Common Loan Types

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To help you better understand your home loan options, we’ve prepared helpful information on the most common loan types

There are many home loan products on the market today. To help you make an informed decision on your loan options, we have prepared information below on the most common loan types available. If you would like additional home loan information, or if there is a loan type that is not listed that you would like to know more about, please don’t hesitate to contact us.

Fixed-Rate Mortgages

With a fixed-rate mortgage, your interest rate stays the same, or “fixed”, throughout the term of the loan. Therefore, your mortgage payment stays predictably the same, making it easier to plan your spending each month. However, you typically pay a higher interest rate to make up for the lost income that could be gained from a rate increase and a higher interest rate lowers the total amount you can borrow. And though you’re protected from rising interest rates, you’re also stuck with a certain rate even if the going rates fall.

The most common fixed-rate mortgages are 15-year and 30-year, which refer to the time you have to pay off the loans. The interest rate on a 15-year mortgage is usually lower than a 30-year mortgage, meaning you’ll pay less over the life of the loan. But your monthly payments will be higher since you have half the time to pay off the mortgage.

Adjustable-Rate Mortgages (ARM)

Adjustable-rate mortgages are also called ARMs or adjustables. These mortgages typically start off with a lower “teaser” interest rate that stays fixed for a specified time, and then “adjusts” periodically depending on changes in the market interest rate. The risk to you is that the interest rate-tied to a money market index such as the one-year U.S. Treasury bill or certificates of deposit-will fluctuate (“up” as well as “down”), and so will your payment.

A good reason for considering an ARM is if you don’t plan to stay in your home for very long; another is if you’re sure your income will increase enough to cover the maximum payment possible. And, of course, if interest rates go down, so will your payments. With these loans, the lender is taking less risk since they get to charge you more interest when the rates go up. As a result, you can typically borrow a larger amount, making it possible to buy a home you wouldn’t otherwise be able to afford.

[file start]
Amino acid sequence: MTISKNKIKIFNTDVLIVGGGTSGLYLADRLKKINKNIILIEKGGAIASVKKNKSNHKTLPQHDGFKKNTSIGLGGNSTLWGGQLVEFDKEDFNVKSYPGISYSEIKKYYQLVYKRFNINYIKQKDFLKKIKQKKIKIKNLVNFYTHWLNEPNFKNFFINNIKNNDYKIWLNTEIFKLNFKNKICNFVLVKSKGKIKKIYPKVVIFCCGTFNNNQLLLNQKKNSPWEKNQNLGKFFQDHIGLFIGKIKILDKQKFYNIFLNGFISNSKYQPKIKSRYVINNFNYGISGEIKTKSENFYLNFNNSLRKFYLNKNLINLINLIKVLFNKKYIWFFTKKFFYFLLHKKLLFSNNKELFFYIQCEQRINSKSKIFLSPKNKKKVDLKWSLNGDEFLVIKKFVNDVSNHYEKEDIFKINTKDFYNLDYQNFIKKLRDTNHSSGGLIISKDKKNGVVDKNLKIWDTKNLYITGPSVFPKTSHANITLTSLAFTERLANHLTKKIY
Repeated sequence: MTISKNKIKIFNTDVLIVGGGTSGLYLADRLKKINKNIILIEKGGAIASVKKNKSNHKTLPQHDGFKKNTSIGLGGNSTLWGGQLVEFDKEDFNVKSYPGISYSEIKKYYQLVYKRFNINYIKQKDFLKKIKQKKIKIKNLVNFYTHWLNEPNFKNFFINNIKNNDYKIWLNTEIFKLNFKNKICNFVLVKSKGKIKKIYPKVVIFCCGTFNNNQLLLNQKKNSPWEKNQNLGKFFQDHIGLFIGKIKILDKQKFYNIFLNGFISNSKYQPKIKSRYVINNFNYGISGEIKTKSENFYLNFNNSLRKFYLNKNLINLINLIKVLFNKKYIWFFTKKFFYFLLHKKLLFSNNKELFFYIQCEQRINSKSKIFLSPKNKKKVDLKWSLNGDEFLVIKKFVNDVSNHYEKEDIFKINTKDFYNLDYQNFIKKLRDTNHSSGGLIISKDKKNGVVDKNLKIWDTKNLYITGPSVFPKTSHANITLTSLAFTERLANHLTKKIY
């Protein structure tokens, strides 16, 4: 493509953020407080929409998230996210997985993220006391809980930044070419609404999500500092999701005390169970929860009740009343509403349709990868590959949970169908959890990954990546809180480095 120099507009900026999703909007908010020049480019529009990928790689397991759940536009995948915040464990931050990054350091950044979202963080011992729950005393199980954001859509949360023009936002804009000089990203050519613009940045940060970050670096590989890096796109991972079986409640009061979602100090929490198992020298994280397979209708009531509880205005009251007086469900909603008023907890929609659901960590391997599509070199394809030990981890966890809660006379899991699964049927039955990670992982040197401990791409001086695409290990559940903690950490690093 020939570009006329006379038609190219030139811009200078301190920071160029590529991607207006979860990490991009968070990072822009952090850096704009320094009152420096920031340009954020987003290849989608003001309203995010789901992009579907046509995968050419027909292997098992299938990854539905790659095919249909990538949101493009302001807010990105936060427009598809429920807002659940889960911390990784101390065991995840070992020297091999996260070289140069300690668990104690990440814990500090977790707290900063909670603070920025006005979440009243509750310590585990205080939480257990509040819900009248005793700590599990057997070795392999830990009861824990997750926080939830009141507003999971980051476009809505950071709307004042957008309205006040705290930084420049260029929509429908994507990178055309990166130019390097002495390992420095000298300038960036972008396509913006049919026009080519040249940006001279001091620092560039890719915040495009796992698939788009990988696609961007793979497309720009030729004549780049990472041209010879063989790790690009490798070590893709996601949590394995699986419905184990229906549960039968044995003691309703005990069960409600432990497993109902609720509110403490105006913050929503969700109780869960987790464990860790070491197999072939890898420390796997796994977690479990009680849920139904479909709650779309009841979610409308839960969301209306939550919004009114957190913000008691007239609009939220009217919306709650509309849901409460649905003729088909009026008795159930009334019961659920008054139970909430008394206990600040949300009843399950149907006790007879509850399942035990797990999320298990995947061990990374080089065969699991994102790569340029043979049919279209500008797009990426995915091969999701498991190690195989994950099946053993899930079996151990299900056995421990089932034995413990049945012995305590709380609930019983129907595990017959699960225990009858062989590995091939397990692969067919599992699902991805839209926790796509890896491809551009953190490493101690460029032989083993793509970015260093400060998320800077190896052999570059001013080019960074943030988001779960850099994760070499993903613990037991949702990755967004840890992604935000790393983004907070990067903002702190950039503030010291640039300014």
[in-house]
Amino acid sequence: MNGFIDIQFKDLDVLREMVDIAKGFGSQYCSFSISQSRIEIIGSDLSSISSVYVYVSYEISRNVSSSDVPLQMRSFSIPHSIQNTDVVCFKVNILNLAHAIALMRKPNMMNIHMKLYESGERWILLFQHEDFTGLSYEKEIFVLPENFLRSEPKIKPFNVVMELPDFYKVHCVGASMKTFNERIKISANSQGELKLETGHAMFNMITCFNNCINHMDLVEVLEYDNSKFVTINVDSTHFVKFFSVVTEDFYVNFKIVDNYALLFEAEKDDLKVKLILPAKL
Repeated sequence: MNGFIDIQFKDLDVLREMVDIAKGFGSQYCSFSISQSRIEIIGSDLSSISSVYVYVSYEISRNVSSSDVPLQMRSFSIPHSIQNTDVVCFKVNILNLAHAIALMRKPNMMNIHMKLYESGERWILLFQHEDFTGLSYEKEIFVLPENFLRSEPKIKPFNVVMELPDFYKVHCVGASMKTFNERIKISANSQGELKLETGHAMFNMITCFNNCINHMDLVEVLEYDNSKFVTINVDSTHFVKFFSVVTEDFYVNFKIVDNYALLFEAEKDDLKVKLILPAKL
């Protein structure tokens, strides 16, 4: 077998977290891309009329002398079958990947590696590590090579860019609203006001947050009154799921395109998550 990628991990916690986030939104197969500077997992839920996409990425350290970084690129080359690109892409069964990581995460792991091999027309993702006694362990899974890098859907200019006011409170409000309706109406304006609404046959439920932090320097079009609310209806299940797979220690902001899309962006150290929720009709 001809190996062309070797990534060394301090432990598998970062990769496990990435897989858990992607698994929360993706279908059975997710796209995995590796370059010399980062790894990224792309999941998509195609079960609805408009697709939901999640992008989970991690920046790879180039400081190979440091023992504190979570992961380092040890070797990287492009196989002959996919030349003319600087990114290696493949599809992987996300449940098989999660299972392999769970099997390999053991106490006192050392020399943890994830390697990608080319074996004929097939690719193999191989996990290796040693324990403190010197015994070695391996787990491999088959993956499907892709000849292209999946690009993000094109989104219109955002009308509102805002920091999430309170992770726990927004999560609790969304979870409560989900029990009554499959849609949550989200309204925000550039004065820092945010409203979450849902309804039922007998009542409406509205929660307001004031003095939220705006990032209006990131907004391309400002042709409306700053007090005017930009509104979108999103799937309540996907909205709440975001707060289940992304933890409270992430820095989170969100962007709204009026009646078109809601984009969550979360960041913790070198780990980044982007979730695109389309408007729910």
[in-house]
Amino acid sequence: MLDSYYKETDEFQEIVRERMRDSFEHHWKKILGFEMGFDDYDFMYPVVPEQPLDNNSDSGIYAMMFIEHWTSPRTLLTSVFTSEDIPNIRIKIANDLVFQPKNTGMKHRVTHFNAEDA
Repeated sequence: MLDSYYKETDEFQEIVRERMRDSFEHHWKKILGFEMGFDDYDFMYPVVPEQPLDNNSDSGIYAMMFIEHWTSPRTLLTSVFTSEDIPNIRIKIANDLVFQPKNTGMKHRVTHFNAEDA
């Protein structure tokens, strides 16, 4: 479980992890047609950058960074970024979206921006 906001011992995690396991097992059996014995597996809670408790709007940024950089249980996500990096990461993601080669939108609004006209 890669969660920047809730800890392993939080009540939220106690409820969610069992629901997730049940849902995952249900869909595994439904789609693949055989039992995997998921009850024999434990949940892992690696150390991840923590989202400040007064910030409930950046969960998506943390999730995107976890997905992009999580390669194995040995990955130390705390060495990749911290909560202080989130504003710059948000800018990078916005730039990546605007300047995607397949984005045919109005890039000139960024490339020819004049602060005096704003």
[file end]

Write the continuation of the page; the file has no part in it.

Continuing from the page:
An example of an ARM is the 10/1 ARM. This loan has a fixed interest rate (and monthly payment) for the first 10 years, with an annual (that’s what the “1” in “10/1” refers to) adjustment to the interest rate for the next 20 years of a 30-year loan. The lower the first number, (for example 7/1 ARM, 3/1 ARM or even 6-month ARM), the lower your initial interest rate. How often rates are adjusted is established at the time you apply for your loan.

Balloon Loans

Balloon loans have a lower interest rate than a fixed-rate mortgage. The interest rate stays stable for a specified time-such as 5, 7 or 10 years. But when that time is up, you still have to pay off the entire balance of the loan. Borrowers consider balloon loans when they don’t qualify for a traditional mortgage, or during periods of high interest rates. The idea is to refinance when the loan balance is due.

VA, FHA and FMHA Mortgages

If you have less than 20% of the purchase price to apply to a down payment, you can ask your lender about loans guaranteed by the government organizations below. These mortgages offer competitive interest rates, with little to no money down, such as:

  • VA (Veteran’s Administration Mortgage): Qualifying veterans can get VA loans with no money down.
  • FHA (Federal Housing Administration Mortgage): Designed for people with modest income, these mortgages usually require a down payment of around 3% to 5% of the purchase price and offer competitive interest rates.
  • FMHA (Farmers Home Administration Mortgage): These no-money-down loans are for individuals with limited income who prefer to live in rural communities. These loans are often significantly below the current market interest rates.

If you would like additional home loan information, or if there is a loan type that is not listed that you would like to know more about, please don’t hesitate to contact us.